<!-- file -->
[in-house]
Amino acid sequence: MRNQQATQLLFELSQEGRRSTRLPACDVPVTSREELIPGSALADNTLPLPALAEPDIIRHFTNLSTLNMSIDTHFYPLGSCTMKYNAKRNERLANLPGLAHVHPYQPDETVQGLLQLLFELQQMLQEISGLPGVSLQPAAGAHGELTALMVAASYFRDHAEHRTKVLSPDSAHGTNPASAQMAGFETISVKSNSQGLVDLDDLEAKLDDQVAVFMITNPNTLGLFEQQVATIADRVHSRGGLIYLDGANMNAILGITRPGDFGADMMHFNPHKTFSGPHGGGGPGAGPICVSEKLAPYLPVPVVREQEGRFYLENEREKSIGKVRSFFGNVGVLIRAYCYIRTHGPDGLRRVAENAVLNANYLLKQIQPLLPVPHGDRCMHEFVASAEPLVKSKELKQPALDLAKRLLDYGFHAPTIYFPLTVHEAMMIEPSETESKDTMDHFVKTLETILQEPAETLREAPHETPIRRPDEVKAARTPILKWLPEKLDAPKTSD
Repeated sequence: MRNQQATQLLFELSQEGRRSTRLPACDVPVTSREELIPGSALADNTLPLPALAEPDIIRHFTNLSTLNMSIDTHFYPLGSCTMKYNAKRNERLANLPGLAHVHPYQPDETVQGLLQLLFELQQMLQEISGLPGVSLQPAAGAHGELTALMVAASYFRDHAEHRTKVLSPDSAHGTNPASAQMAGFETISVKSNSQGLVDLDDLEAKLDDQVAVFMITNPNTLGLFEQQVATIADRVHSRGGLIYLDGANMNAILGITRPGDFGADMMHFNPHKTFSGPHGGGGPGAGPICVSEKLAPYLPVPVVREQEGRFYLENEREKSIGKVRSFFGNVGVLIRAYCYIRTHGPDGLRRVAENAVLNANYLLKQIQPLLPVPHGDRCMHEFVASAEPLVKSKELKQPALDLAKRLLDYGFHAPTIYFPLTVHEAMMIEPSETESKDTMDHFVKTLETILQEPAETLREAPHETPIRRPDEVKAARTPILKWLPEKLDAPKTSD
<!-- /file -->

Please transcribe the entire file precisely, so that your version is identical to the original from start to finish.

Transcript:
[in-house]
Amino acid sequence: MRNQQATQLLFELSQEGRRSTRLPACDVPVTSREELIPGSALADNTLPLPALAEPDIIRHFTNLSTLNMSIDTHFYPLGSCTMKYNAKRNERLANLPGLAHVHPYQPDETVQGLLQLLFELQQMLQEISGLPGVSLQPAAGAHGELTALMVAASYFRDHAEHRTKVLSPDSAHGTNPASAQMAGFETISVKSNSQGLVDLDDLEAKLDDQVAVFMITNPNTLGLFEQQVATIADRVHSRGGLIYLDGANMNAILGITRPGDFGADMMHFNPHKTFSGPHGGGGPGAGPICVSEKLAPYLPVPVVREQEGRFYLENEREKSIGKVRSFFGNVGVLIRAYCYIRTHGPDGLRRVAENAVLNANYLLKQIQPLLPVPHGDRCMHEFVASAEPLVKSKELKQPALDLAKRLLDYGFHAPTIYFPLTVHEAMMIEPSETESKDTMDHFVKTLETILQEPAETLREAPHETPIRRPDEVKAARTPILKWLPEKLDAPKTSD
Repeated sequence: MRNQQATQLLFELSQEGRRSTRLPACDVPVTSREELIPGSALADNTLPLPALAEPDIIRHFTNLSTLNMSIDTHFYPLGSCTMKYNAKRNERLANLPGLAHVHPYQPDETVQGLLQLLFELQQMLQEISGLPGVSLQPAAGAHGELTALMVAASYFRDHAEHRTKVLSPDSAHGTNPASAQMAGFETISVKSNSQGLVDLDDLEAKLDDQVAVFMITNPNTLGLFEQQVATIADRVHSRGGLIYLDGANMNAILGITRPGDFGADMMHFNPHKTFSGPHGGGGPGAGPICVSEKLAPYLPVPVVREQEGRFYLENEREKSIGKVRSFFGNVGVLIRAYCYIRTHGPDGLRRVAENAVLNANYLLKQIQPLLPVPHGDRCMHEFVASAEPLVKSKELKQPALDLAKRLLDYGFHAPTIYFPLTVHEAMMIEPSETESKDTMDHFVKTLETILQEPAETLREAPHETPIRRPDEVKAARTPILKWLPEKLDAPKTSD